Posts Tagged ‘Family Relationships’

It is not uncommon to have family members provide care for their aging parents or relatives.  This is understandable when one considers that most people would be more comfortable with their own family than with a stranger providing assistance with their activities of daily living. In fact, according to a recent study, about 21% of the population provides such family care.  These generous persons provide an average of 21 hours per week over a period of 4.5 years.

One problem with this approach, however, is that family caregivers are often forced to cut back on their employment or even quit their jobs in order to provide for their parents.  Especially in a difficult economy this can create financial hardship for the caregiver and that person’s immediate family.  Hence, many persons ask if there are any government programs that will pay family caregivers to provide care for their loved ones. (more…)


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It is becoming increasingly common for family members to provide care to a loved one from a distance.  This is an inevitable result of the shift from the days when families were multigenerational in the same area (or sometimes the same house!) to the modern trend where the family members are distant from one another.  Hence, it is not uncommon to find a child from a different area or state being responsible for an aging parent or parents.

With the distance approach, however, comes a unique set of problems.  The distant caregiver cannot generally take the proper amount of time to care for the loved one. This is especially true as the care needs increase over time.  The caregiver increasingly relies upon telephone contact with medical and other professionals to meet the needs of the loved one. (more…)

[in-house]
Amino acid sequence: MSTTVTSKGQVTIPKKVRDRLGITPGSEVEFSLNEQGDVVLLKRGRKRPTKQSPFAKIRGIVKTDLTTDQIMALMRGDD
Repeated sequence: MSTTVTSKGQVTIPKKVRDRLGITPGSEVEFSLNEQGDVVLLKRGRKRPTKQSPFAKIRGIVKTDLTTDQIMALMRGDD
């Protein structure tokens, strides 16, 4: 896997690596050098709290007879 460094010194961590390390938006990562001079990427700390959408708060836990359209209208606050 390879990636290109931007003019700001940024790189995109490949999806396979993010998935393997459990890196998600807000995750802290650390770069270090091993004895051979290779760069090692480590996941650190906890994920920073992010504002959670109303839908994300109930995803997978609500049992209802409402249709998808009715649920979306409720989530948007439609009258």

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In today’s day and age advances in medicine have permitted us to extend and preserve life more than ever before.  However, for most that means that there is a period of time — especially as we age — when we will live with a disability.  Thus, there needs to be a way of appointing someone to help us with legal and financial decisions when we are not able.  This is especially important when long-term care costs threaten to drain an estate that could be saved with the proper grant of authority.   

A “power of attorney” is the most common way of appointing someone to help with important legal and financial decisions.  It is a written document wherein one can appoint someone to handle some or all of their legal and financial affairs.  The document is based on agency law.  You (the one appointing) are called the “principal” and the one appointed is called the “agent”.   (more…)